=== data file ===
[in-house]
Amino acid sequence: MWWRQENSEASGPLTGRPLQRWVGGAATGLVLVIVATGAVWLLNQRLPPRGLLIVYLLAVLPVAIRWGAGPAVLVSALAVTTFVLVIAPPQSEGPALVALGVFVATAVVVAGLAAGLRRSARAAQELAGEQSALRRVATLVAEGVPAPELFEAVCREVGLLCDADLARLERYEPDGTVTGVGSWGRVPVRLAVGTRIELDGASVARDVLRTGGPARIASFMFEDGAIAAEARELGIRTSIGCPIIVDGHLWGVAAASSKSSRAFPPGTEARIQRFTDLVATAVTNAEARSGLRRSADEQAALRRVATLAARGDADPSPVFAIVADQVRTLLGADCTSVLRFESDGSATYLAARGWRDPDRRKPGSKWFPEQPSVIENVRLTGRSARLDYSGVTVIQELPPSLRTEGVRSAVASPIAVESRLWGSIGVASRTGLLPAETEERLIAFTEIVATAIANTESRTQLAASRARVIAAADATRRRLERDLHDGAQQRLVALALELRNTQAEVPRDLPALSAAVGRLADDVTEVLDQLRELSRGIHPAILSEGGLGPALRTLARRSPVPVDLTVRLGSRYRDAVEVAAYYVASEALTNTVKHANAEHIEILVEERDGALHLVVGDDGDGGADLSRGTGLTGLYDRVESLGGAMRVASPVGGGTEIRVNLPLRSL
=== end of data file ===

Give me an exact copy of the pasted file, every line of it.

[in-house]
Amino acid sequence: MWWRQENSEASGPLTGRPLQRWVGGAATGLVLVIVATGAVWLLNQRLPPRGLLIVYLLAVLPVAIRWGAGPAVLVSALAVTTFVLVIAPPQSEGPALVALGVFVATAVVVAGLAAGLRRSARAAQELAGEQSALRRVATLVAEGVPAPELFEAVCREVGLLCDADLARLERYEPDGTVTGVGSWGRVPVRLAVGTRIELDGASVARDVLRTGGPARIASFMFEDGAIAAEARELGIRTSIGCPIIVDGHLWGVAAASSKSSRAFPPGTEARIQRFTDLVATAVTNAEARSGLRRSADEQAALRRVATLAARGDADPSPVFAIVADQVRTLLGADCTSVLRFESDGSATYLAARGWRDPDRRKPGSKWFPEQPSVIENVRLTGRSARLDYSGVTVIQELPPSLRTEGVRSAVASPIAVESRLWGSIGVASRTGLLPAETEERLIAFTEIVATAIANTESRTQLAASRARVIAAADATRRRLERDLHDGAQQRLVALALELRNTQAEVPRDLPALSAAVGRLADDVTEVLDQLRELSRGIHPAILSEGGLGPALRTLARRSPVPVDLTVRLGSRYRDAVEVAAYYVASEALTNTVKHANAEHIEILVEERDGALHLVVGDDGDGGADLSRGTGLTGLYDRVESLGGAMRVASPVGGGTEIRVNLPLRSL